It’s a question other lenders are asking more and more as they find themselves being beat by either Fannie or Freddie.
The reason the two loan agencies are outperforming institutional lenders is thanks to government insurance that allows them to charge lower rates than others, explains Real Capital Analytics’ Jim Costello in The Financial Times.
Since the crash, in addition to providing traditional loans for homeowner’s mortgages, both agencies have been increasingly financing rental housing, taking on the risk for loans underwritten by commercial mortgage companies. Last year alone, they financed about 1.6 million rental units in the U.S. (In the fall, The Real Deal reported that Freddie was dominating multifamily lending in the New York area.)
Of these “commercial mortgages,” the government-backed lenders’ combined interests clocked in at a total of about $500 billion in 2017, compared to $200 billion ten years ago. The Times reports that Freddie and Fannie’s main borrowers include Blackstone Group, Starwood Capital and Singapore’s sovereign wealth fund GIC among others.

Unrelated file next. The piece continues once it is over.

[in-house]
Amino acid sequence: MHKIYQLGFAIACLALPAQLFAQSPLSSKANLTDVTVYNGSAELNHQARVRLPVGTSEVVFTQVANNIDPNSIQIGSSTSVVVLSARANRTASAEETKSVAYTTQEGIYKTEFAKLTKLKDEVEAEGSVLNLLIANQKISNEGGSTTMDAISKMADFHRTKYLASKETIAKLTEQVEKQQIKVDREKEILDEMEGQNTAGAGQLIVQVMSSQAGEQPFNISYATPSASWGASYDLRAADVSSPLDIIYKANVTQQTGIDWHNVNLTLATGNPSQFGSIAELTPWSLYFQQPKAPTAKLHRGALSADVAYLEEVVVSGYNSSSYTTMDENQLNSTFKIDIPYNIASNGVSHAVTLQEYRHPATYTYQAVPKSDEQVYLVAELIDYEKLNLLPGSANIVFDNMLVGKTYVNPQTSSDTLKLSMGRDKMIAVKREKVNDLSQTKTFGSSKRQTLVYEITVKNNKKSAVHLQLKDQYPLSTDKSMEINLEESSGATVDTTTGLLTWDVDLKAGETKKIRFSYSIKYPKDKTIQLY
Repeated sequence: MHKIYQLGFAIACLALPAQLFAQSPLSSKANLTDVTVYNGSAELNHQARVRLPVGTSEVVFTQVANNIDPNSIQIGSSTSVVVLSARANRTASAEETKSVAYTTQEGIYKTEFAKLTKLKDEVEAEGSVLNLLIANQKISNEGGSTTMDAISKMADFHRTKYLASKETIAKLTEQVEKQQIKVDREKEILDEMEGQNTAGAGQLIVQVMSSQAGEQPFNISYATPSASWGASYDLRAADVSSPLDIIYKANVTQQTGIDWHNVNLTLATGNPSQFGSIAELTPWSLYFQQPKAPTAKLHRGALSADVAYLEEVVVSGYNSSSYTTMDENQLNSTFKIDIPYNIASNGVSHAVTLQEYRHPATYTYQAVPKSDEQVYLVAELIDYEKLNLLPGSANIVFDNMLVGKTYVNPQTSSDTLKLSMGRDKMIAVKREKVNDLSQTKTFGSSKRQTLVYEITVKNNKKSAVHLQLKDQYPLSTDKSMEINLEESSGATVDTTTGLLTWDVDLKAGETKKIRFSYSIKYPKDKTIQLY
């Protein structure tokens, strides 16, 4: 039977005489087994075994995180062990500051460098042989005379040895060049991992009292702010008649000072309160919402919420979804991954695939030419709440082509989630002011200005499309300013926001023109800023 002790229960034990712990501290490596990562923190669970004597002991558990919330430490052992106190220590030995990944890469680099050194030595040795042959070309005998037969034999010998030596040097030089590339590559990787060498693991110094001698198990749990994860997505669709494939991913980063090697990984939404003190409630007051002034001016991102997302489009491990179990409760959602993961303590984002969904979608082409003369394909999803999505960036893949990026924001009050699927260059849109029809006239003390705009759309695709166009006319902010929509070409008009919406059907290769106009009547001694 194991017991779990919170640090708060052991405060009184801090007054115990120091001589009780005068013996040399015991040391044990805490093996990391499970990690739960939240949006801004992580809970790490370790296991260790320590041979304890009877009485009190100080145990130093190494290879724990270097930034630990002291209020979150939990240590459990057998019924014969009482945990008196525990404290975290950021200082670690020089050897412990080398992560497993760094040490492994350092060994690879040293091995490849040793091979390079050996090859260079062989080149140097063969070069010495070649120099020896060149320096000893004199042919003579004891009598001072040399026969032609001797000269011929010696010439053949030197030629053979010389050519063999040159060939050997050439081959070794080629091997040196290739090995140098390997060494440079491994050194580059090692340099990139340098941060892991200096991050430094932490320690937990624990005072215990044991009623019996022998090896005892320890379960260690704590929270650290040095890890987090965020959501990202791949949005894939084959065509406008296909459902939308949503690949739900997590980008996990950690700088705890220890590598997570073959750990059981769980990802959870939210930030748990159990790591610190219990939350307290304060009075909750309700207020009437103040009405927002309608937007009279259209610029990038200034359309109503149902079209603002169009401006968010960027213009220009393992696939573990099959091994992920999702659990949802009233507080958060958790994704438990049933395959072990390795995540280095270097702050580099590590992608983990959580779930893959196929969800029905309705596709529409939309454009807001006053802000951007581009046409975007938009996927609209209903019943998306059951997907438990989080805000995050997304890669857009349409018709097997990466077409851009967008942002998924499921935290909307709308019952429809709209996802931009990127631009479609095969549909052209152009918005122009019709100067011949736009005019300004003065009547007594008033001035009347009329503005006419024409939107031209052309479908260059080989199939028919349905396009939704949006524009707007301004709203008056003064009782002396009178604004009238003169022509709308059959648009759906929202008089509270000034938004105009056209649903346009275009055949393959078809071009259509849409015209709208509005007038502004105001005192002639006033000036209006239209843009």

“They play a critically important role in the underserved, affordable segment,” said New York University economist Sam Chandan to the Times. “But do they compete in the segments of the market where we see robust competition? I think those are legitimate concerns.”
According to Fannie and Freddie, about four in five rental units have monthly rents below 30 percent of their income.
With local government, like in New York, offering developers incentives to have affordable housing included within a high-end building, as well as many lenders hesitation following the crash, Fannie and Freddie say it was just the hand they got dealt.
“It’s not because we’re trying to do more high end or more expensive properties,” Fannie’s multifamily chief credit officer Manuel Menendez told the Times. [FT] — Erin Hudson